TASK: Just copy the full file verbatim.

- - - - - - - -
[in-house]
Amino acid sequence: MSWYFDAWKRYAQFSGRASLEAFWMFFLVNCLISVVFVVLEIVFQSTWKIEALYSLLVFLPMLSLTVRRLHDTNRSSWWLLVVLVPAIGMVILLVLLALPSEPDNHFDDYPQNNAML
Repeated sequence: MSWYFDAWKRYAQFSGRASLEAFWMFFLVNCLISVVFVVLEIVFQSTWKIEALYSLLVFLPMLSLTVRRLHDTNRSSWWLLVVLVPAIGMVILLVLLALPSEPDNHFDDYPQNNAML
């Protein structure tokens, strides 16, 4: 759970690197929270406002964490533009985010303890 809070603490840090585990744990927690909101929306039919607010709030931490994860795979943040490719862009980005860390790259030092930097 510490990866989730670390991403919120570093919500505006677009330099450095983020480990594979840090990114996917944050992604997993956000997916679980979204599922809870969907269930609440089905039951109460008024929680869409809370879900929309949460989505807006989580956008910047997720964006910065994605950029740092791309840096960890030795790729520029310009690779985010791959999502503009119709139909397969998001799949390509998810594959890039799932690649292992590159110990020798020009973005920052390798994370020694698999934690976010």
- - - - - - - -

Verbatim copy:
[in-house]
Amino acid sequence: MSWYFDAWKRYAQFSGRASLEAFWMFFLVNCLISVVFVVLEIVFQSTWKIEALYSLLVFLPMLSLTVRRLHDTNRSSWWLLVVLVPAIGMVILLVLLALPSEPDNHFDDYPQNNAML
Repeated sequence: MSWYFDAWKRYAQFSGRASLEAFWMFFLVNCLISVVFVVLEIVFQSTWKIEALYSLLVFLPMLSLTVRRLHDTNRSSWWLLVVLVPAIGMVILLVLLALPSEPDNHFDDYPQNNAML
């Protein structure tokens, strides 16, 4: 759970690197929270406002964490533009985010303890 809070603490840090585990744990927690909101929306039919607010709030931490994860795979943040490719862009980005860390790259030092930097 510490990866989730670390991403919120570093919500505006677009330099450095983020480990594979840090990114996917944050992604997993956000997916679980979204599922809870969907269930609440089905039951109460008024929680869409809370879900929309949460989505807006989580956008910047997720964006910065994605950029740092791309840096960890030795790729520029310009690779985010791959999502503009119709139909397969998001799949390509998810594959890039799932690649292992590159110990020798020009973005920052390798994370020694698999934690976010």